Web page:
Platypus genome is sequenced

swimming platypus by Peter Arnold

And now we have to put up with newspapers calling the platypus “part bird.” PZ Myers at Pharyngula lets off a little steam in his intro to the platypus genome:

Over and over again, the newspaper lead is that the platypus is “weird” or “odd” or worse, they imply that the animal is a chimera — “the egg-laying critter is a genetic potpourri — part bird, part reptile and part lactating mammal”. No, no, no, a thousand times no; this is the wrong message. … What’s interesting about the platypus is that it belongs to a lineage that separated from ours approximately 166 million years ago, deep in the Mesozoic, and it has independently lost different elements of our last common ancestor, and by comparing bits, we can get a clearer picture of what the Jurassic mammals were like, and what we contemporary mammals have gained and lost genetically over the course of evolution.

Go over and read what the new platypus genome actually tells us about the course of evolution.

Here’s a diagram showing the evolutionary splits. PZ will explain it.

cladogram showing branching of monotremes from basal reptiles

Diagram notes:
Emergence of traits along the mammalian lineage.

  • Amniotes split into the sauropsids (leading to birds and reptiles) and synapsids (leading to mammal-like reptiles).
  • These small early mammals developed hair, homeothermy and lactation (red lines).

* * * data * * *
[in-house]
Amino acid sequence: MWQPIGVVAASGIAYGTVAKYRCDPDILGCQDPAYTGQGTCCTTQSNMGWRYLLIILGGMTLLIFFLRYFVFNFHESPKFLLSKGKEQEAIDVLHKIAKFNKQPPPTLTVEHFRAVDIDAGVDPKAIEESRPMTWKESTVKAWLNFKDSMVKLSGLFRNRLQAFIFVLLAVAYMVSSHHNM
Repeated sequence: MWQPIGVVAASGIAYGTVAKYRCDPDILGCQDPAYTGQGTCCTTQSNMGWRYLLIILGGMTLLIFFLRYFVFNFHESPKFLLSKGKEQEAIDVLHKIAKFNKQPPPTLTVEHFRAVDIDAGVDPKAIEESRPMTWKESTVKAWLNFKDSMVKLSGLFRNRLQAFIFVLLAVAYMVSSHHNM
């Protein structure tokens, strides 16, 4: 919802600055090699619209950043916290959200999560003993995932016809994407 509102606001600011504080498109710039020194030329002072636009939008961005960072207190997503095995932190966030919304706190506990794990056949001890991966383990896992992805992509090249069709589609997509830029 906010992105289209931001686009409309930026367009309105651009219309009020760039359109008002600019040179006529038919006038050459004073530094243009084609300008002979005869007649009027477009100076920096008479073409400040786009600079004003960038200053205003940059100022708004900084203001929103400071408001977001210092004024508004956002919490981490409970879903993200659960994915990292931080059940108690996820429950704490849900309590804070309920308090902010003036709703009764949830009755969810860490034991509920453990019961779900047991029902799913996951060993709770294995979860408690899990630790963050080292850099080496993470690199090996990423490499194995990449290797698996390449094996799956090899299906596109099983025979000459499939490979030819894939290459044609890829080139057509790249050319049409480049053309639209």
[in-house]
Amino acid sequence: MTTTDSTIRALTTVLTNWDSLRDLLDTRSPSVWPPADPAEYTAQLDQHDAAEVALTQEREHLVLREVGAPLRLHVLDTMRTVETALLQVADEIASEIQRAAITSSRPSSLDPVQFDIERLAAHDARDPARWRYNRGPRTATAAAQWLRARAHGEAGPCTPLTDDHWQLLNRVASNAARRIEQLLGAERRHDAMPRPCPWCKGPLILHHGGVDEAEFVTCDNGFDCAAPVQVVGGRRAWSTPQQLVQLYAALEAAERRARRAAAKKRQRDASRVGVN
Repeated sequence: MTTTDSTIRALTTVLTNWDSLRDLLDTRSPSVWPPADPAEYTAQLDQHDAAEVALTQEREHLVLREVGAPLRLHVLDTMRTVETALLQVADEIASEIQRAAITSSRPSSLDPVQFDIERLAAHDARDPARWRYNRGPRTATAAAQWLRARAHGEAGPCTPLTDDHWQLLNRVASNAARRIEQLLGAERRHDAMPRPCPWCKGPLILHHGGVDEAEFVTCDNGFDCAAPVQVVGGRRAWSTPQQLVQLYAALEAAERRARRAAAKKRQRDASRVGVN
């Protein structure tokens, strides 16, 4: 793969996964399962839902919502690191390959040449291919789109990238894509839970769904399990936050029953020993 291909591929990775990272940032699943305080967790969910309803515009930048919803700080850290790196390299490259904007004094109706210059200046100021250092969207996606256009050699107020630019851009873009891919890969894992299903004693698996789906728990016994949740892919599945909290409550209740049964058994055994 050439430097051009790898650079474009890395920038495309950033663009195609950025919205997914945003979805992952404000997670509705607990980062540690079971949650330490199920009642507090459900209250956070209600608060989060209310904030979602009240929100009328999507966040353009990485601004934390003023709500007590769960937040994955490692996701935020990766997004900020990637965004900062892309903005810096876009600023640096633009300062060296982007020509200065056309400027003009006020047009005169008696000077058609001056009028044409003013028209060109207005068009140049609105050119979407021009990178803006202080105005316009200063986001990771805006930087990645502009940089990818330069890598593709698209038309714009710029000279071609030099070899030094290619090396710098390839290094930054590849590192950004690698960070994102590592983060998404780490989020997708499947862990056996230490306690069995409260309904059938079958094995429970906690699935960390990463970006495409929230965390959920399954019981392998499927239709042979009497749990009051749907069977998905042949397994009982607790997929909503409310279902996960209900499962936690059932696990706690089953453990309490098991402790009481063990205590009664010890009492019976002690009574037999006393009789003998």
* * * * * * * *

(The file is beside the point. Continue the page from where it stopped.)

• Monotremes diverged from the therian mammal lineage 166 Myr ago and developed a unique suite of characters (dark-red text).
  • Therian mammals with common characters split into marsupials and eutherians around 148 Myr ago (dark-red text).
  • Mammal lineages are in red; diapsid reptiles, shown as archosaurs (birds, crocodilians and dinosaurs), are in blue; and lepidosaurs (snakes, lizards and relatives) are in green.
  • Geological eras and periods with relative times (Myr ago) are indicated on the left. Myr = “Megayear” or million years.

PZ writes:

This is a fairly conventional picture of our evolutionary history, and I have to emphasize that this paper reinforces the evolutionary explanation for the illustrated relationships.

Scientific logic, executive summary:

if we find a feature in birds that is also present in monotremes, marsupials, or eutherians, it is likely that that feature was also present in our Paleozoic common ancestor….

For instance, one of the unusual (for a mammal) features of the platypus is meroblastic cleavage…. the early [cell] divisions are incomplete — they produce a sheet of cells on top of the large yolk that are cytoplasmically continuous with the yolk cytoplasm…. Birds (archosaurs) and lizards and snakes (lepidosaurs) exhibit meroblastic cleavage. [In contrast, marsupials and eutherians, exhibit complete cleavage from the first division. So] meroblastic cleavage is likely to be a primitive character, one that was inherited from the last common ancestor of synapsids and sauropsids, over 300 million years ago.

Go on and read more: why the platypus isn’t “wierd,” how its venom evolved, what other animals are being sequenced—you know you want to.

ERV wins the Internets

A couple of weeks ago, Blogger deleted ERV’s blog, without warning and for no apparent reason, deep-sixing her Google stats in the process. Now, she’s back at the top of the search results:


Congratulations, ERV!

North Carolina Science-blogging Conference plans

Anton Zuiker lets us know that the NCSBC will morph into ScienceOnline’09 for 2009. There’s already a date and time: January 16-18, 2009 at the Sigma Xi Center in Research Triangle Park, NC.

Church sign generators

Now, you, too, can use image macros to generate any church signs you like. (now part of

Fake church sign saying, Read Your Darwin

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